The series of fuel price hikes have added to transporter challenges.

The May 11, 2021, fuel price hike pushed petrol beyond Rs.100 per litre at Parbhani in Maharashtra, and diesel within brushing distance of Rs.90 per litre. Adding to transporter challenges, the trend continues with petrol costing Rs.98.88 per litre in Mumbai and diesel costing Rs.90.40 per litre respectively at the time of going to press. Coming amid a sluggish economy and Covid-19 ravaged environment where the second wave has proved to be more devastating than the first one, the fuel price hike series, seem to be unrelenting. Adding to the transporter woes, the series of fuel price hikes are said to fuel inflation and drive the cost consumables up. Compelling a visit almost to what is termed as the steepest fuel hike ever in the country’s  history, which took place mid-last year with a tax levy of Rs.10 and Rs.13 on every litre of petrol and diesel respetively, the fuel price hike series took a short break this year for state elections only. Claimed to not follow the change in international crude prices in spirit, the fuel price hikes in India, mention sources, are subject to political and economic tides. They stress that the reason given for the steep hike in excise duty mid-last year (and amid the first Covid-19 wave) was the need to sustain economically in a challenging environment.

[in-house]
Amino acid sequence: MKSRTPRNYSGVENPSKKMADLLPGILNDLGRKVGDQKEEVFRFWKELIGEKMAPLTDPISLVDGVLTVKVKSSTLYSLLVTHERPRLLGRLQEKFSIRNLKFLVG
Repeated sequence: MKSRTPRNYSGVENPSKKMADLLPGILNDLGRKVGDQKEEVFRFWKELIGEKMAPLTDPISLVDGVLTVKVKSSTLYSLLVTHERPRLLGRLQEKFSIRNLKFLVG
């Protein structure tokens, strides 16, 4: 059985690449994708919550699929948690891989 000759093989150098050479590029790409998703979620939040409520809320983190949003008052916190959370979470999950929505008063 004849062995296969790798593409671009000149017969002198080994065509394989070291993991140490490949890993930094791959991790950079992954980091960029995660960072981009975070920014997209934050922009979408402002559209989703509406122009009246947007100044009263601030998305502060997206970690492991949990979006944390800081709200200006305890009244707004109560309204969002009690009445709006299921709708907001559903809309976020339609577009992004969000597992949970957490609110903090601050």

When the steep fuel price hike took place mid-last year, a transporter reasoned that they would rather concentrate on matters of more immediate importance. Fuel hikes, he quipped, were never rolled back however one agitated against their rise. The demand by transporters to be given a helping hand to get back on their feet after a crippling two months lockdown did not yield any response, neither did the demand for CV drivers to be given the status of frontline wariors. The two months lockdown last year, termed as the strictest in the world, affected the economy and drove many transporters out of business as utilisation fell drastically. Refusing to stall, the fuel price hikes, starting with the steepest hike mid-last year have continued till date. By the end of 2020 – on December 07, 2021, to be precise, the price of petrol and diesel were hiked by 30 paise per litre and 26 paise per litre respectively. This elevated the price of petrol to Rs.90.34 per litre (Mumbai) and that of diesel to Rs.80.51 per litre (Mumbai) respectively. A series of near continuous price hikes post that meant petrol cost Rs.92.86 per litre in Mumbai and diesel cost Rs.83.30 per litre in Mumbai after the January 27, 2021, hike.